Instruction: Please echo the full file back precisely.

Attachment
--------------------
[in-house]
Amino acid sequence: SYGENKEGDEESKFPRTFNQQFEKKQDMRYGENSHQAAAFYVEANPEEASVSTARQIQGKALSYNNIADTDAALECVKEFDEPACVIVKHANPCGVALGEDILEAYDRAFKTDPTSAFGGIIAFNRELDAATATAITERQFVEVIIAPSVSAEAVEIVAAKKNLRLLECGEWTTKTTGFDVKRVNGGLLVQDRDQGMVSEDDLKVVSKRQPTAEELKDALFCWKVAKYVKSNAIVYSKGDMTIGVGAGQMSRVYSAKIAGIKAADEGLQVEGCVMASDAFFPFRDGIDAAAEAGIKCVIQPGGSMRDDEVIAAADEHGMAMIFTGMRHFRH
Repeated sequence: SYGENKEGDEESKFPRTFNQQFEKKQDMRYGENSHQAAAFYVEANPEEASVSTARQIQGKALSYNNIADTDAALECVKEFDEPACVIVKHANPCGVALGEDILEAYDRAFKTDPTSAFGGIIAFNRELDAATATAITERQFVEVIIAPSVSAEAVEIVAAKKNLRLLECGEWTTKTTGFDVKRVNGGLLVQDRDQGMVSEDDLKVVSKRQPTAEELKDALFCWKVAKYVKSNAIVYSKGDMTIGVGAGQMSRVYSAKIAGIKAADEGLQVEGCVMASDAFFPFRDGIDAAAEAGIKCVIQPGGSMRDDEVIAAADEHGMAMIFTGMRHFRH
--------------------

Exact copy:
[in-house]
Amino acid sequence: SYGENKEGDEESKFPRTFNQQFEKKQDMRYGENSHQAAAFYVEANPEEASVSTARQIQGKALSYNNIADTDAALECVKEFDEPACVIVKHANPCGVALGEDILEAYDRAFKTDPTSAFGGIIAFNRELDAATATAITERQFVEVIIAPSVSAEAVEIVAAKKNLRLLECGEWTTKTTGFDVKRVNGGLLVQDRDQGMVSEDDLKVVSKRQPTAEELKDALFCWKVAKYVKSNAIVYSKGDMTIGVGAGQMSRVYSAKIAGIKAADEGLQVEGCVMASDAFFPFRDGIDAAAEAGIKCVIQPGGSMRDDEVIAAADEHGMAMIFTGMRHFRH
Repeated sequence: SYGENKEGDEESKFPRTFNQQFEKKQDMRYGENSHQAAAFYVEANPEEASVSTARQIQGKALSYNNIADTDAALECVKEFDEPACVIVKHANPCGVALGEDILEAYDRAFKTDPTSAFGGIIAFNRELDAATATAITERQFVEVIIAPSVSAEAVEIVAAKKNLRLLECGEWTTKTTGFDVKRVNGGLLVQDRDQGMVSEDDLKVVSKRQPTAEELKDALFCWKVAKYVKSNAIVYSKGDMTIGVGAGQMSRVYSAKIAGIKAADEGLQVEGCVMASDAFFPFRDGIDAAAEAGIKCVIQPGGSMRDDEVIAAADEHGMAMIFTGMRHFRH